The Typical Submariner Candidate in 1950 – Not Just Your Usual American Home Town Boy The average 20 year old American male in 1950 shared a number of things. They were between 9-10 years old when Pearl Harbor was bombed so they grew up while the world was at war. Their entertainment was radio and […]Read More The Typical Submariner Candidate in 1950 – Not Just Your Usual American Home Town Boy
You volunteered for submarines? Are you crazy? The sacrifices made by American submariners in the Second World War are well documented. 52 boats lost. The Submarine Service represented only 1.6% of all Navy personnel during the war but they accounted for over 55% of all Japanese ships sunk, including one-third of the Imperial Japanese Navy. […]Read More You volunteered for submarines? Are you crazy?
How do you describe a Submariner? If you are a qualified submariner, you probably have a standard description when people ask about your life when you were on the boats. The most common responses I get are “Oh, I could never do that” or “Weren’t you afraid?” But nearly everyone of a certain age has […]Read More The Submariner Stereotype
Imagine having this conversation with your nephew who had never been around the Navy. He saw your uniform with the dolphins and heard you saying something about winning the Cold War. This is how the conversation went: “So you were on submarines. What did you do in the war Uncle Bob?” “I kept the air […]Read More It wasn’t for the glory… life as a Submarine Auxiliaryman
May is Military Appreciation Month. All month long, we are encouraged to let our brothers and sisters in arms how much they are appreciated. The month ends with a solemn remembrance of the ones who gave the ultimate sacrifice. One group that has always had a little trouble recognizing has been the Silent Service. Its […]Read More I loved the ride
The old Submariner The old Submariner knows a thing or two about what Submariners are all about. But the definition is generational and the definition has changed a time or two. The original old Submariner remembers clothes smelling of sweat and gasoline. The air was putrid and the battery acid ate right through his clothes. […]Read More Who are you calling old?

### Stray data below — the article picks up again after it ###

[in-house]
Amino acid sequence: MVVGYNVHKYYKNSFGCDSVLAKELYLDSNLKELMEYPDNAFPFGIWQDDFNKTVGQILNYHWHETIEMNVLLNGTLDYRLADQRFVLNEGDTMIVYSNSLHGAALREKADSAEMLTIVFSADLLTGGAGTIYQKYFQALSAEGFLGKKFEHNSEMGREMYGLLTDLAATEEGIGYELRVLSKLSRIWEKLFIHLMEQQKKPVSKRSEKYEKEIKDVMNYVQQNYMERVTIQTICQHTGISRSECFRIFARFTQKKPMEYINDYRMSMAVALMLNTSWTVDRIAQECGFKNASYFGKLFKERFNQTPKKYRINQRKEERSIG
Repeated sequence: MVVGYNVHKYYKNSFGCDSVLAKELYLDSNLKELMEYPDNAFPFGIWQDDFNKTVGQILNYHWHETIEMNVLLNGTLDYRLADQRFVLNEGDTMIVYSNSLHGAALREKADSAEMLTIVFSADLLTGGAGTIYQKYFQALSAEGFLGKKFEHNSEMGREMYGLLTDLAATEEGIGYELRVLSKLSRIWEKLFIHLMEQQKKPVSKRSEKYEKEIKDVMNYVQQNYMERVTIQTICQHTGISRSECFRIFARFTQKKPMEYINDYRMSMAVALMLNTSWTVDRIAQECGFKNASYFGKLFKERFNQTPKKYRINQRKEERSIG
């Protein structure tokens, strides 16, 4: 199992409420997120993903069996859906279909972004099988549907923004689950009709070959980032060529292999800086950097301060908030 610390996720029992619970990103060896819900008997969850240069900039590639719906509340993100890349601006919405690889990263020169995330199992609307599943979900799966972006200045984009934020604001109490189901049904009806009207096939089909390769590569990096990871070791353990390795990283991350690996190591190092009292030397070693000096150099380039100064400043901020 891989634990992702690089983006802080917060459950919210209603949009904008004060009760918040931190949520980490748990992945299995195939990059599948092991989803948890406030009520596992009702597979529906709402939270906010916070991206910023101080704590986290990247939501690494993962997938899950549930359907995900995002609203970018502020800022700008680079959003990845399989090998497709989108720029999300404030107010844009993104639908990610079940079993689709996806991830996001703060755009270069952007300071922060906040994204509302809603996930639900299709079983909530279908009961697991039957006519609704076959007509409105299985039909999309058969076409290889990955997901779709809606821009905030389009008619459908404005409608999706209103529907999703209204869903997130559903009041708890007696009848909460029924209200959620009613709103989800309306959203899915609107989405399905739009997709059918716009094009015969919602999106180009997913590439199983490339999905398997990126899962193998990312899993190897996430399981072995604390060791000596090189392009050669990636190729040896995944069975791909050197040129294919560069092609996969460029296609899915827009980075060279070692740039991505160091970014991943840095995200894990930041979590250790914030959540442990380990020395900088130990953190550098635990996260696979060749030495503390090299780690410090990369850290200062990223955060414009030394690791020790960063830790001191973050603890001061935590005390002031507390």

Homesick Once upon a time on a submarine far, far away (USS San Francisco to be exact) a number of us were homesick for the place we had originally called home. In this case, it was Western Pennsylvania. The 711 boat was a hard working boat and once we hit our homeport in Pearl Harbor, […]Read More Can the Groundhog see his shadow underwater?
Cold War 1 – How the American Navy Pivoted its Submarine Force to Win the Day I love this time of year. Perspectives on the achievements of the past year reign supreme in the press and on almost all manner of media. With the advances of social media, the avalanche of looking back articles will […]Read More LOOKING BACK: NINETEEN HUNDRED AND FIFTY- EIGHT is gone. (How the submarine force pivoted in 1958 to win the Cold War)
I was having a fun filled conversation about the head on a submarine that included the operating procedures and the sanitary tanks this week with a very good friend. To be fair, who else would you have such a conversation with? My friend was a ground pounder back during the countries extended excursion into South […]Read More “Who you calling Bubblehead?”
In 2014, we said goodbye to Dex Armstrong. In his honor, I am reposting one of his most memorable Christmas Stories. Its hard to believe four years have already gone by. This picture comes from the web site: http://www.olgoat.com/substuff/abr.htm Mister Mac A “Heartfelt Merry Christmas” From Robert “Dex” Armstrong, and his loyal Sidekick Adrian Stuke.. […]Read More A Bob “Dex” Armstrong Christmas